In another double-blind, randomized trial, the use of raspberry leaf tablets by women in their last month of pregnancy was associated with a significant shortening of stage-two labor, but not of stage one.

    There has been research on the effects of raspberry leaf extracts on animals and on women in the first week after birth (Burn & Withell, 1941; Whitehouse, 1941). Raspberry leaf was found to cause a relaxant effect on the uterus. It was believed that this relaxant effect caused the uterine contractions of labour to become better coordinated and more efficient, thus shortening the length of labour. It is also commonly assumed that women who take raspberry leaf throughout labour will have an improved second and third stage of labour. Consequently there is supposed to be a reduced risk of bleeding after birth.

    http://en.wikipedia.org/wiki/Red_raspberry_leaf

    The leaves contain high concentrations of several vitamins and minerals because of the plant's secondary compounds. As a result, it is used as an aid for pregnancy and delivery.

    Vitamin C and vitamin E are present in large amounts as well as Vitamin A and some B Complex. Increased Vitamin A intake in the form of the carotenoids of red raspberry leaf can aid the women’s immune system as well as facilitate healthy skin and bone development for the baby. Vitamin E serves to promote better circulation in the mother who is dramatically increasing her blood volume during pregnancy. The Red raspberry leaf also contains many essential minerals such as phosphorus, potassium, and an easily assimilated form of calcium. An increased availability of calcium is necessary in controlling nerve response to pain during childbirth and in aiding bone development in the fetus. It also contains fragrine, an alkaloid which help tone the muscles of the pelvic region including the uterus. This allows the uterus to contract more powerfully and effectively during labor. Also, many midwives report that it aids in focusing the pre-labor contractions that help a woman’s uterus to prepare for delivery. The high vitamin and mineral content help replace those lost via blood loss during delivery. Also, the alkaloids will continue toning the uterus as it returns to its usual size. In some women, the high mineral content may even help their milk to come in.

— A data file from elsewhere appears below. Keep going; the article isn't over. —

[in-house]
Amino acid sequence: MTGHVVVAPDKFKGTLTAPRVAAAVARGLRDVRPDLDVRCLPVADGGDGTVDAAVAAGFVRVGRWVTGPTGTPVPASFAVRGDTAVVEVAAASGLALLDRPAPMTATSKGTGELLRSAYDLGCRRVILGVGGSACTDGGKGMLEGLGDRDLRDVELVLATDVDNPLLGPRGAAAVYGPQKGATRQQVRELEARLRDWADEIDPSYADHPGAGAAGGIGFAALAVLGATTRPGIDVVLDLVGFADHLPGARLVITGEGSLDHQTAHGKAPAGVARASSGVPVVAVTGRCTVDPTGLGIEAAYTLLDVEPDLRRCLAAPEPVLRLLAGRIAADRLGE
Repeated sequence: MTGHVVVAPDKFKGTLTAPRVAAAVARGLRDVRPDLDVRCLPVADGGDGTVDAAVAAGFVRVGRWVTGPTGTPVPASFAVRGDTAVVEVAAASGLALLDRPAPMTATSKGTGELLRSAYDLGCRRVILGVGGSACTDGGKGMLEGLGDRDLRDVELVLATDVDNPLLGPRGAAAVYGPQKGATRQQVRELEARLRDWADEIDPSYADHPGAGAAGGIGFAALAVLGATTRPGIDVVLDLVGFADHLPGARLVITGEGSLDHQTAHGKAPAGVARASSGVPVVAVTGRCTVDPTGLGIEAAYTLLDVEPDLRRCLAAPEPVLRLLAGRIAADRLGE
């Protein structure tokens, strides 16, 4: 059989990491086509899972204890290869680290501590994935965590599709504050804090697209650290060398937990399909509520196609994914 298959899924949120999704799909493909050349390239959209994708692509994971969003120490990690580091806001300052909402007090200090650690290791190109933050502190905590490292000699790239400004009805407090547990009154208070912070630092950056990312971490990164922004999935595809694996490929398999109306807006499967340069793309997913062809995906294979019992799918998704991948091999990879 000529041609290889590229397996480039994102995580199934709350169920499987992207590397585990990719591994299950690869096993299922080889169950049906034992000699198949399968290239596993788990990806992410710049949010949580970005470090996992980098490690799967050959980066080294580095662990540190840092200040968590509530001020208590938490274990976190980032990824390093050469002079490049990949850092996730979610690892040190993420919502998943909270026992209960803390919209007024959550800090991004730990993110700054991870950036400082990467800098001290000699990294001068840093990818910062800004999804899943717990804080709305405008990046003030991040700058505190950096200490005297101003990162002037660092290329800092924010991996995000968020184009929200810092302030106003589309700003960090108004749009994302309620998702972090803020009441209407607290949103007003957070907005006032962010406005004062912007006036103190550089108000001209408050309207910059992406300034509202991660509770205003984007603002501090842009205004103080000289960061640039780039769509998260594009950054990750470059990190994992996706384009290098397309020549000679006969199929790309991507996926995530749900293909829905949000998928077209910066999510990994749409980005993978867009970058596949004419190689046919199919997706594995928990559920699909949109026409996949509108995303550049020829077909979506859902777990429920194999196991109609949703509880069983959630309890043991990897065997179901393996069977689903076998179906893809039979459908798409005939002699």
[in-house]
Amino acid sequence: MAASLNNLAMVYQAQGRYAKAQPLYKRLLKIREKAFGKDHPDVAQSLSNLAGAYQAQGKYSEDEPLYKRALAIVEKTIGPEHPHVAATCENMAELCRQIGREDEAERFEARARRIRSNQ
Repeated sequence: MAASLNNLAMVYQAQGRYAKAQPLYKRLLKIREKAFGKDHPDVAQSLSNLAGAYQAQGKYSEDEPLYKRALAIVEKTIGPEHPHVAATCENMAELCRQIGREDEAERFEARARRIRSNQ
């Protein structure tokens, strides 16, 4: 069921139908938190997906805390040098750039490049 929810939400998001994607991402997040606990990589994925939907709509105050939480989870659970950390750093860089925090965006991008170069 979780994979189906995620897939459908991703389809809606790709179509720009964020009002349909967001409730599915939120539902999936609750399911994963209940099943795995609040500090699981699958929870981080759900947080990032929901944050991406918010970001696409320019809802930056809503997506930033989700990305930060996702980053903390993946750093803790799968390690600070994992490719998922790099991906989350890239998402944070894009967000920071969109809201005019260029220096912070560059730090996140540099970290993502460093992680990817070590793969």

http://en.wikipedia.org/wiki/Red_raspberry_leaf

    http://www.americanpregnancy.org/pregnancyhealth/h...

    Medical studies have shown that red raspberry leaf can be consumed safely during pregnancy and can decrease the length of labor and decrease the number of interventions used such as AROM, assisted delivery and cesarean delivery.1 Red raspberry leaf also seems to help prevent pregnancies from pre or post term gestation (delivering too early or too late).